A family history of Alzheimer’s is not necessary for an individual to develop the disease. However, research shows that those who have a parent or sibling with Alzheimer's are more likely to develop the disease than those who do not have a first-degree relative with the Alzheimer’s. Those who have more than one first-degree relative with Alzheimer’s are at an even higher risk. When diseases tend to run in families, either heredity (genetics), environmental factors – or both – may play a role.

Genetics and Alzheimer’s

There are two categories of genes that influence whether a person develops a disease: (1) risk genes and (2) deterministic genes. Researchers have identified Alzheimer's genes in both categories.

  • Risk genes increase the likelihood of developing a disease, but do not guarantee it will happen. Researchers have found several genes that increase the risk of Alzheimer's. APOE-e4 is the first risk gene identified, and remains the gene with strongest impact on risk. APOE-e4 is one of three common forms of the APOE gene; the others are APOE-e2 and APOE-e3.

    We all inherit a copy of some form of APOE from each parent. Those who inherit one copy of APOE-e4 have an increased risk of developing Alzheimer's. Those who inherit two copies have an even higher risk, but not a certainty. In addition to raising risk, APOE-e4 may tend to make symptoms appear at a younger age than usual.

Genetic testing

Genetic tests are available for both APOE-e4 and the rare genes that directly cause Alzheimer’s. However, health professionals do not currently recommend routine genetic testing for Alzheimer’s disease. Testing for APOE-e4 is sometimes included as a part of research studies.

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  • Deterministic genes directly cause a disease, guaranteeing that anyone who inherits one will develop a disorder. Scientists have found rare genes that cause Alzheimer's in only a few hundred extended families worldwide. These genes, which are estimated to account for less than 1 percent of Alzheimer's cases, cause familial early-onset forms in which symptoms usually develop between a person's early 40s and mid-50s.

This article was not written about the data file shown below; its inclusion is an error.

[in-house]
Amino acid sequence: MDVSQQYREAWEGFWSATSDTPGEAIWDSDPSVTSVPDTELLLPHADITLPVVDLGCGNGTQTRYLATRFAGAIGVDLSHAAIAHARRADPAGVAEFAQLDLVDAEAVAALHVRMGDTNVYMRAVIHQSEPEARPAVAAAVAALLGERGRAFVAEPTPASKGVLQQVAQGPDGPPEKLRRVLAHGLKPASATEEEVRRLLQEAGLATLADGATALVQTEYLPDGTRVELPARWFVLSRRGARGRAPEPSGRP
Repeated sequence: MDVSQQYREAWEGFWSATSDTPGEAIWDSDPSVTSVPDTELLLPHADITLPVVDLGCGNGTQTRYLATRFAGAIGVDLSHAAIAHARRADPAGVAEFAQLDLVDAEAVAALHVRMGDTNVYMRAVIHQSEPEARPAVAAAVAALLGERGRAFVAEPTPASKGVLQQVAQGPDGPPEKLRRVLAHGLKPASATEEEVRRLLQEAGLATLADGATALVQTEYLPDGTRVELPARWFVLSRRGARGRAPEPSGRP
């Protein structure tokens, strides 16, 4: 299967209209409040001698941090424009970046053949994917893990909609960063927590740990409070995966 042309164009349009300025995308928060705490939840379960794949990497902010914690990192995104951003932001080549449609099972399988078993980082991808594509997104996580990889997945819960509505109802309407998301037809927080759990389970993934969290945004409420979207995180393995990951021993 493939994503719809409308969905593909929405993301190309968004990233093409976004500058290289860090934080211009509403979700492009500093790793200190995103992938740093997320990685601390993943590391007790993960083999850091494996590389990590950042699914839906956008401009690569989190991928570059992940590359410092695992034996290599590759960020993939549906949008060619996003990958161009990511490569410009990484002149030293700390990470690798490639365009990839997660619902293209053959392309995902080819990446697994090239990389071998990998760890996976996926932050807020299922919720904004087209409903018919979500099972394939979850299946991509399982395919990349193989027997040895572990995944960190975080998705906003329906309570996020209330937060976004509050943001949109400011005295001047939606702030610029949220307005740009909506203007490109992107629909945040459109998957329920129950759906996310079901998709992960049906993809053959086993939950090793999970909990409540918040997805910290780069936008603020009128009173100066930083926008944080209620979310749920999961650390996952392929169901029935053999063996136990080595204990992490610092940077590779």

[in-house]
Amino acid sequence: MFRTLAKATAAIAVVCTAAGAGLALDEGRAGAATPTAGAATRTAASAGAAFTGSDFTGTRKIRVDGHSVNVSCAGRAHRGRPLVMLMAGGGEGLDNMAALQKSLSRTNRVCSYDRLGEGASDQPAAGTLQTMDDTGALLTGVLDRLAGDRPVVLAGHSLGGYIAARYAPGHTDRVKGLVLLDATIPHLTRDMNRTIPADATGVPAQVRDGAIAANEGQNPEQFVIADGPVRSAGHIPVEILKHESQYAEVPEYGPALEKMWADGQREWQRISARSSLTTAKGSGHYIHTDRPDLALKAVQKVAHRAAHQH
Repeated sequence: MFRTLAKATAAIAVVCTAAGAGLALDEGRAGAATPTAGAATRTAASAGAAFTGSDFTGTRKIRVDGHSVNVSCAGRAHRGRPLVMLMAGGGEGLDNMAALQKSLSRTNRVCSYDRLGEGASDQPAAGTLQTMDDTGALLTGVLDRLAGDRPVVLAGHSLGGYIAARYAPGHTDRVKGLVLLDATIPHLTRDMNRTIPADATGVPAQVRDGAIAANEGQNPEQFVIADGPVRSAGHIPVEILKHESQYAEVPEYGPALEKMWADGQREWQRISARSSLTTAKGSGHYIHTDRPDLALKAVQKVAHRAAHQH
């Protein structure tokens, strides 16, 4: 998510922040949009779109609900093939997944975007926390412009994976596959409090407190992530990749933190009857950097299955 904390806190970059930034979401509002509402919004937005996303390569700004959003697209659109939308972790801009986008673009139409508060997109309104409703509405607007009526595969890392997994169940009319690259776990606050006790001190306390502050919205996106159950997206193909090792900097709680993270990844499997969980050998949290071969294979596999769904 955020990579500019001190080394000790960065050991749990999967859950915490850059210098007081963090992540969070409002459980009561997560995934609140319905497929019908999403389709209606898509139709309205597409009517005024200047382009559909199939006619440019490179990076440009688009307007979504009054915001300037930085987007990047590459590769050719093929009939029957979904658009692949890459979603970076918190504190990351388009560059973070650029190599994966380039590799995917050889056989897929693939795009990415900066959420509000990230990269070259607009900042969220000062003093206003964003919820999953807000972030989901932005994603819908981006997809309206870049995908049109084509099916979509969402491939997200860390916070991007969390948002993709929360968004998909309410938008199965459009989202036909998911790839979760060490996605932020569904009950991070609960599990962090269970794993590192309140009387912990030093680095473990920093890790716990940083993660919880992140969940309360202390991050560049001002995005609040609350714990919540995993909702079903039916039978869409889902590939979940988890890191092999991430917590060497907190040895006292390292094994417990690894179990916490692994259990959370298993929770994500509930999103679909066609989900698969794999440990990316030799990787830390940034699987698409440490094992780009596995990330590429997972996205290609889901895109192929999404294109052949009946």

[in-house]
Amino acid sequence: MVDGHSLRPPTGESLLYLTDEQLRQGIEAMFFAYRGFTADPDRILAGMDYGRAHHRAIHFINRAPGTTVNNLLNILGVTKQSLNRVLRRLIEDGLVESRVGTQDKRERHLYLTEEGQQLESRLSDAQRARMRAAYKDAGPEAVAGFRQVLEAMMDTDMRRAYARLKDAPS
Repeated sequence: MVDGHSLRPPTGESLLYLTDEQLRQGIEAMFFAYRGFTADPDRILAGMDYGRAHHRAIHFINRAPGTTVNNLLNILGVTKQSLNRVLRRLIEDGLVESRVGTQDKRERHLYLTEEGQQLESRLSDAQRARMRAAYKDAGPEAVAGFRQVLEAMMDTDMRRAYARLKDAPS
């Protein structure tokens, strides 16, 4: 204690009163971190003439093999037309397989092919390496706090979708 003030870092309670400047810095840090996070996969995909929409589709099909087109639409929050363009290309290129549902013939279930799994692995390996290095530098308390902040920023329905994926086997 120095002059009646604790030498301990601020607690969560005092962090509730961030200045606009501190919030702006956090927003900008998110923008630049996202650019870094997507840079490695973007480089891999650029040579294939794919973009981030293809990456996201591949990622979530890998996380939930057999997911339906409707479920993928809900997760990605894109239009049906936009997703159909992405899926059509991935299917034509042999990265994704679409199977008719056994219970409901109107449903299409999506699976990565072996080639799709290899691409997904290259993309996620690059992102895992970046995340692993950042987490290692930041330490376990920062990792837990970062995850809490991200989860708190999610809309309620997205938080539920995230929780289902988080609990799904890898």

Although the genes that cause "familial Alzheimer's" are rare, their discovery has provided important clues that help our understanding of Alzheimer's. All of these genes affect processing or production of beta-amyloid, the protein fragment that is the main component of plaques. Beta-amyloid is a prime suspect in decline and death of brain cells. Several drugs now in development target beta-amyloid as a potential strategy to stop Alzheimer's disease or significantly slow its progression.

    Two international investigations are under way to gain further insight into Alzheimer's disease by studying individuals with deterministic Alzheimer's genes: (1) The Dominantly Inherited Alzheimer Network (DIAN), funded by the National Institute on Aging (NIA), includes 10 flagship research centers in the United States, the United Kingdom and Australia. (2) The Alzheimer's Prevention Initiative (API) focuses on an extended family in Antioquia, Colombia, in South America. At 5,000 members, this is the world's largest family in which a gene that causes Alzheimer's has been identified. API collaborators include DIAN. Learn more on our Treatment Horizon page.